Nitrate accumulation in winter greens: the dangers and how to minimize them
publication date: Oct 1, 2013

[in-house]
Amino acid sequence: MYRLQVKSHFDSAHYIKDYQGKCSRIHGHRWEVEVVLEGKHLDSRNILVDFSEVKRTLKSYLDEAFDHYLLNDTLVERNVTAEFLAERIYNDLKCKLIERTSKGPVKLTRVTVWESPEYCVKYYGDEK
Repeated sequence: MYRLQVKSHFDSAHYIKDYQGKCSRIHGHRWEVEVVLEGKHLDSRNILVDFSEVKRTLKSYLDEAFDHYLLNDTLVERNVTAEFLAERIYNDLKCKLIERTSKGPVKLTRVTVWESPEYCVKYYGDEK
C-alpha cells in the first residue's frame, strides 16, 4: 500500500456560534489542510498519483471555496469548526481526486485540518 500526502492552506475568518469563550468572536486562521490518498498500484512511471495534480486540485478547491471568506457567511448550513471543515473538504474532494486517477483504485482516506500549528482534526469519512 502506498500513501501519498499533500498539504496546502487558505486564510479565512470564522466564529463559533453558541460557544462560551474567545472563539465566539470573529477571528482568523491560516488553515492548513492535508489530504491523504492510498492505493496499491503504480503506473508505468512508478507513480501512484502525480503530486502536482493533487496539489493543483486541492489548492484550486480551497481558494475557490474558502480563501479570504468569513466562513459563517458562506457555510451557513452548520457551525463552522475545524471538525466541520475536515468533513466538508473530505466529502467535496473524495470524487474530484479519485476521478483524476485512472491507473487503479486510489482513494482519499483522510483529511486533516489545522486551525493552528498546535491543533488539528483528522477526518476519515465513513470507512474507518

During periods of short daylight length and low light intensity, there is a potential health risk associated with nitrate accumulation in leafy greens. Nitrates can be converted in the body into toxic nitrites, which reduce the blood’s capacity to carry oxygen. Additionally, nitrites can form carcinogenic nitrosamines. This topic was investigated by the New Alchemy Institute and others in the 1970’s, faded from the headlines, received some more interest in the late 90’s, then sank again. Health problems are definitely associated with high nitrate intake, and although the evidence that long-term ill-health is caused by high nitrate levels is questioned by some, it is not disputed that reduction of nitrates in the diet is a wise preventative measure. I first learned about the subject from Steve Moore (now teaching AgroEcolgy in the Environmental Studies Department at Elon University, NC) at a weekend course about building and growing in a hoophouse. He gave us a list of steps to take to minimize nitrate levels in winter hoophouse greens. I have added my own research onto that.
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